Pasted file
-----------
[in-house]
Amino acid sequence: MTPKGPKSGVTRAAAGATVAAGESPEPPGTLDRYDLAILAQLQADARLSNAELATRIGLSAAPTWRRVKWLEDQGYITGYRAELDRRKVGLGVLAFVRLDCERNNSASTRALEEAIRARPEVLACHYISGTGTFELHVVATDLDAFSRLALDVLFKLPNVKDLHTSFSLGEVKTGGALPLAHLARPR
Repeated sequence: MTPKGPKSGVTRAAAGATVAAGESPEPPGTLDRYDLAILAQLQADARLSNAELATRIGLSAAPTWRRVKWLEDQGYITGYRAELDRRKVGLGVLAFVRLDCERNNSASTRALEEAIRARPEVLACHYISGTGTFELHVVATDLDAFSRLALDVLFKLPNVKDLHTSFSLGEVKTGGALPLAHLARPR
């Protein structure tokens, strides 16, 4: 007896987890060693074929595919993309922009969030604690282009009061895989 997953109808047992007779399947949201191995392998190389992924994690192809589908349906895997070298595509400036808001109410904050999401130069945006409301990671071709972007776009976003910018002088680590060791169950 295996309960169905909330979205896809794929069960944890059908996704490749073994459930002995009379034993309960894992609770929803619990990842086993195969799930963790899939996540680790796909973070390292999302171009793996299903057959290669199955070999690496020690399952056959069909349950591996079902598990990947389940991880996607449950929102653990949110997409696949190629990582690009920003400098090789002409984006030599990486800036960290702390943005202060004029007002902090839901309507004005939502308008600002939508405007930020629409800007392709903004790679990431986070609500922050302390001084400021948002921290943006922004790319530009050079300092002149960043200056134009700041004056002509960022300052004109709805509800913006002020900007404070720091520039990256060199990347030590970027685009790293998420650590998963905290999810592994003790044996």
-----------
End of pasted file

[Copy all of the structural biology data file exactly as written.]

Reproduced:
[in-house]
Amino acid sequence: MTPKGPKSGVTRAAAGATVAAGESPEPPGTLDRYDLAILAQLQADARLSNAELATRIGLSAAPTWRRVKWLEDQGYITGYRAELDRRKVGLGVLAFVRLDCERNNSASTRALEEAIRARPEVLACHYISGTGTFELHVVATDLDAFSRLALDVLFKLPNVKDLHTSFSLGEVKTGGALPLAHLARPR
Repeated sequence: MTPKGPKSGVTRAAAGATVAAGESPEPPGTLDRYDLAILAQLQADARLSNAELATRIGLSAAPTWRRVKWLEDQGYITGYRAELDRRKVGLGVLAFVRLDCERNNSASTRALEEAIRARPEVLACHYISGTGTFELHVVATDLDAFSRLALDVLFKLPNVKDLHTSFSLGEVKTGGALPLAHLARPR
């Protein structure tokens, strides 16, 4: 007896987890060693074929595919993309922009969030604690282009009061895989 997953109808047992007779399947949201191995392998190389992924994690192809589908349906895997070298595509400036808001109410904050999401130069945006409301990671071709972007776009976003910018002088680590060791169950 295996309960169905909330979205896809794929069960944890059908996704490749073994459930002995009379034993309960894992609770929803619990990842086993195969799930963790899939996540680790796909973070390292999302171009793996299903057959290669199955070999690496020690399952056959069909349950591996079902598990990947389940991880996607449950929102653990949110997409696949190629990582690009920003400098090789002409984006030599990486800036960290702390943005202060004029007002902090839901309507004005939502308008600002939508405007930020629409800007392709903004790679990431986070609500922050302390001084400021948002921290943006922004790319530009050079300092002149960043200056134009700041004056002509960022300052004109709805509800913006002020900007404070720091520039990256060199990347030590970027685009790293998420650590998963905290999810592994003790044996």